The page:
The idea that it may be cheaper for a startup to hire Tier 1 Talent than incumbents sounds counter-intuitive, but makes sense in the context of equity offerings, culture, and mission/vision. Arguably, it is easier to hire ambitious talented people into a vision-aligned startup that is looking to disrupt X, than it is to hire the same people into a traditional conglomerate.

Interestingly, I have been told anecdotally that certain large conglomerates in Indonesia, for example, have payscales for executives and high potential overseas graduates that even FAANG companies sometimes struggle to compete against — a reflection of what I infer to be forward-thinking on brain drain in a talent-scarce ecosystem.

If all of this is true, then instead of waiting for talent and startup ecosystems (particularly in emerging markets) to develop organically, one could create talent moats via capital moats.

The implication is that the combination of capital moats, startup culture, and startup upside to fund Tier 1 Talent Hirers in talent-scarce startup ecosystem (typically emerging markets) will lead to market dominance, regardless of the starting business strategy/model. The company can be trusted to hire talent to progress/pivot accordingly, and at the necessary speed.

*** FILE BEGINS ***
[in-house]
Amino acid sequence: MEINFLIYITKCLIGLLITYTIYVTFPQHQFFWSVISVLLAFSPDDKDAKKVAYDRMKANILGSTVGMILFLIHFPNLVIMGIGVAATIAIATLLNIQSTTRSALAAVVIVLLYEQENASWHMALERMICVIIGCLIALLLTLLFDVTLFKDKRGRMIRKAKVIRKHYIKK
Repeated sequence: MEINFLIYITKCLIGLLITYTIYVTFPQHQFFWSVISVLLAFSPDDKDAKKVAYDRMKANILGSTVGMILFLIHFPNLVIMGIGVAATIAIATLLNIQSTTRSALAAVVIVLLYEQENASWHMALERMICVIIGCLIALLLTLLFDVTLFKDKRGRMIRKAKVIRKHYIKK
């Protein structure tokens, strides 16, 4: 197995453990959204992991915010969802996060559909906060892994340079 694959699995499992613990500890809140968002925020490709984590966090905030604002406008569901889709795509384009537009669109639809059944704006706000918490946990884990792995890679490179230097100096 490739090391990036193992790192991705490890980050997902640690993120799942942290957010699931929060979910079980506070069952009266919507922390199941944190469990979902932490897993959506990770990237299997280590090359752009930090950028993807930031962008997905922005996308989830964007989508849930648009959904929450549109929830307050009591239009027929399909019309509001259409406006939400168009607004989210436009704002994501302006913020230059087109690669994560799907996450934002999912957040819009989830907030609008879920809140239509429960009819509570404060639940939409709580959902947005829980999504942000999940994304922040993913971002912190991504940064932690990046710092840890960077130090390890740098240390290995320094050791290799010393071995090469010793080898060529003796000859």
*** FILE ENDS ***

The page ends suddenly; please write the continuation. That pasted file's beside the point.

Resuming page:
VC investments (and their associated valuations) can thus be seen to be a broad index on talent–not necessarily an endorsement of specific business models. Spotting founders who understand the power of leveraging capital and talent arbitrage will create outsized returns in traditional and emerging markets.

Chia Jeng Yang, FAO Venture Lead, Co-FounderChia Jeng Yang, Principal at Saison Capital, dives into consumer, SaaS, and fintech investment trends across the U.S. and Asia, builds projects in the venture capital and public policy space, works closely with early-stage founders (Pre-Idea/Launch) and can be contacted at [email protected]. Previous work here::http://chiajy.com.

This article was originally published in Messy Problems and was republished with permission. TechNode Global publishes contributions relevant to entrepreneurship and innovation. You may submit your own original or published contributions subject to editorial discretion.